Oby Ezekwezili, Her Barber,the Chibok Girls & The Tales By Moonlight – Edgar
Suddenly the music has stopped. Immediately we achieved a peaceful transition from the last administration our heroine has suddenly gone quiet or is it me, have we found the girls or am I missing something?
I once met madam at the Eko Hotel during the tenth year anniversary of Terra Kulture. I admired her low cut hairstyle and her no no-nonsense approach to life. She sat beside me, straight backed like a quarter master general in the colonial army, legs crossed with the conspicuous thatcherite bag on her laps, with fear I greeted her and she responded very gruffly. I did not understand the aggression and only felt better after the show when I realized that she was miffed at her seating position. Apparently as a VIP, she did not like the fact that she was seated amongst mere mortals after all she was one of the super Ministers in the Obasanjo regime and OBJ had just finished hugging and kissing her cheeks in the full glare of the world so she had no business sitting down beside us from Shomolu. So she sat down there face looking like ‘Scar’ the rogue Lion in the epic movie Lion King who ended up killing his brother and attempting to kill his nephew Simba.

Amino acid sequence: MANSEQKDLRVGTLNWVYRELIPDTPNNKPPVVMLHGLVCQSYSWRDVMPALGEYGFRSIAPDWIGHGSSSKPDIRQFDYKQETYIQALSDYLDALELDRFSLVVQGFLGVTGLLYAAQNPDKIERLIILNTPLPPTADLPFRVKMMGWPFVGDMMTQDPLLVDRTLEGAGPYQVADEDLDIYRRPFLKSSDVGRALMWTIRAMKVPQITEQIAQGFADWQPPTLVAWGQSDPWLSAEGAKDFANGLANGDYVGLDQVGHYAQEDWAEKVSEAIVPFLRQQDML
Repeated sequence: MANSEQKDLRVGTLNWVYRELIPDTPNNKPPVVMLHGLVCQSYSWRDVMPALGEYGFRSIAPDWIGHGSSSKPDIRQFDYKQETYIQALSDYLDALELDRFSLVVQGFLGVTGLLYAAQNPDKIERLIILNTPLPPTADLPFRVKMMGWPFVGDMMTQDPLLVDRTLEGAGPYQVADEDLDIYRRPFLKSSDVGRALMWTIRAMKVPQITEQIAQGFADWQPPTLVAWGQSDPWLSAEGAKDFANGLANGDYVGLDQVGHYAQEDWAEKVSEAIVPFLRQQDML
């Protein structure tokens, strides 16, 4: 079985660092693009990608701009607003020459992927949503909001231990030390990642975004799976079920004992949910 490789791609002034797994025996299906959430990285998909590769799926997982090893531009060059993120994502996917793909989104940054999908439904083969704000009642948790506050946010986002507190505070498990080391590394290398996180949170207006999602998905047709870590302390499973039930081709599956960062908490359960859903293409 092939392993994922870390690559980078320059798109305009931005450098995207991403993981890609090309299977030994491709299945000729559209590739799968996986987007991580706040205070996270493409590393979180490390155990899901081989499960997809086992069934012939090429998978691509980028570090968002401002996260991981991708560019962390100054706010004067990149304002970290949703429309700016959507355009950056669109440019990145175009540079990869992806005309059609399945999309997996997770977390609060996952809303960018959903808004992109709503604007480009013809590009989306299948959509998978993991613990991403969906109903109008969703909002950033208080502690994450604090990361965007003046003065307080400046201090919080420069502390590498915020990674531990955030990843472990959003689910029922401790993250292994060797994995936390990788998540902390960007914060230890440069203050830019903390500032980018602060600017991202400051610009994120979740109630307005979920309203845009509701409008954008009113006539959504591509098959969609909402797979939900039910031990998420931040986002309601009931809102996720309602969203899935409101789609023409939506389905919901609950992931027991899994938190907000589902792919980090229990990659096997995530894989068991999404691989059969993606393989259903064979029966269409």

Well, after my initial fear I attempted a question. With a squeak, I asked her if she thought we would ever find the girls. This opened the flood gates and you would think I was Shekau’s son. She screamed at me, spittle flying everywhere that ‘we must find the girls’ we owe it to ourselves as a responsible nation to find the girls, otherwise we would have failed ourselves and future generations’.
She went on with her position, telling me how responsible Governments behave under such situations, how she thinks this Government that is the Jonathan Government was treating the whole issue with kid gloves while also lacking the will to engage these marauders in a fight that should see them thoroughly humiliated. She wanted a clear and concise government action that would not only liberate the girls but ensure that all girls and Infact Nigerians where comprehensively protected from such ‘bastards’ as the ones we are dealing with.